Belfast Telegraph

Claim police raided 'wrong house' on night Lyra McKee was killed

Petrol bombs are thrown at police in Creggan, Londonderry. PRESS ASSOCIATION Photo. Picture date: Thursday April 18, 2019. Photo credit: Niall Carson/PA Wire
Petrol bombs are thrown at police in Creggan, Londonderry. PRESS ASSOCIATION Photo. Picture date: Thursday April 18, 2019. Photo credit: Niall Carson/PA Wire
Armed police in Creggan, Londonderry after shots were fired and petrol bombs were thrown at police. PRESS ASSOCIATION Photo. Picture date: Thursday April 18, 2019. Photo credit should read: Niall Carson/PA Wire
Petrol bombs are thrown at police in Creggan, Londonderry. PRESS ASSOCIATION Photo. Picture date: Thursday April 18, 2019. Photo credit should read: Niall Carson/PA Wire
A car burns in Creggan after petrol bombs were thrown at police
A burning car in Creggan, Londonderry after petrol bombs were thrown at police. PRESS ASSOCIATION Photo. Picture date: Thursday April 18, 2019. Photo credit should read: Niall Carson/PA Wire

A Londonderry woman has claimed her home was wrongly targeted by police on the night Lyra McKee was killed.

Anne McGowan, from the Creggan area of the city said police raided her home despite her having no ties to dissident republicans.

Police were carrying out raids in the Creggan area of Derry on the night of April 18.

The raids were preemptive ahead of a planned Easter parade by dissident republican group Saoradh.

Ms McGowan said that her home was searched from 9pm until midnight and that police found nothing.

More than a dozen officers entered her home and "searched everything".

Ms McGowan claims she has no idea why her home was targeted and suggested that false information may have been provided to lure police to the area.

"I honestly don't know. I have been asked that so many times," she told the BBC.

"It is not worth going out the door at times, because people are asking you and looking at you, like you are telling lies, that you know something and are not saying it and it's not like that at all.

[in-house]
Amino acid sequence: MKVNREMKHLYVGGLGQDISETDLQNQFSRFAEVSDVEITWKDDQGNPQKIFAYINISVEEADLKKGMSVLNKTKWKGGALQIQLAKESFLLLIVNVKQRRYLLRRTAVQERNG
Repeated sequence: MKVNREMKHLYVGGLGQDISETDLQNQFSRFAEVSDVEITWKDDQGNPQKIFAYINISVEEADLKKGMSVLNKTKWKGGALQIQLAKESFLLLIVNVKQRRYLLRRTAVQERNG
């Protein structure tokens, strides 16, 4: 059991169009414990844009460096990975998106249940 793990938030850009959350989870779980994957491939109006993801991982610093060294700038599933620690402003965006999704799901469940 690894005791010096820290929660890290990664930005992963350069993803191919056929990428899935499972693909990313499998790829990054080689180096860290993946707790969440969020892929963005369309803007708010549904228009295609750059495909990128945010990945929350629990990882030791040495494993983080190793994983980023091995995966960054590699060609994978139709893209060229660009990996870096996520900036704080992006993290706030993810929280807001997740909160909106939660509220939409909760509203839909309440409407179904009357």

"I am not involved in anything. I don't go anywhere. I keep myself to myself, it is shameful to be accused of something you did not do."

Lyra McKee was shot and killed in April (Kevin Cooper/Amnesty/PA)
Lyra McKee was shot and killed in April (Kevin Cooper/Amnesty/PA)

Ms McGowan said that her reputation had suffered locally as a result of the searches.

"They looked through different things. They pulled out everything, searched everything," she said.

"My daughter's laptop, and her old laptop. They did not take that. They did not take my phone.

"They did not even look at my phone. They did not take a thing."

The police warrant for the search said police could seize CCTV, media storage devices, mobile phones, sim cards and "articles likely to be of use to terrorists" but nothing was take from the house.

The PSNI defended their decision to carry out the search, saying that the situation was assessed before a warrant was granted.

"Before we carry out searches, we will carefully assess information available to us and apply for a search warrant to be granted," Crime Operations Assistant Chief Constable, Barbara Gray said.

"The impact that police presence has in an area will always be balanced against the purpose of the search and wider community safety."

Speaking following Ms McKee's murder Assistant Chief Constable Mark Hamilton said police had information of planned attacks in the city over the Easter weekend and had carried out searches for munitions and firearms.

People Before Profit Councillor Eamonn McCann questioned police's timing in carrying out the raids.

"We have to underline that no matter what the PSNI did, no matter what anybody did, it does not excuse what Saoradh and their associates did to Lyra McKee," the veteran campaigner said.

"But the question has been asked a thousand times in Derry since, and I ask it now, why were the police raiding a house in the Creggan at that time of the night?

"Why not at six o'clock in the morning?

"It is common sense that there is going to be some kind of a riot, when the police went in. They must have known that.

"I think the PSNI should answer, so that we have a full picture of what happened on the night that Lyra McKee was so cruelly killed."

Following the searches a riot broke out in the area during which 29-year-old journalist Lyra McKee was killed.

The New IRA have accepted responsibility for her murder, saying it was an accident and that the gunman had intended to target police.

Belfast Telegraph Digital

Popular

From Belfast Telegraph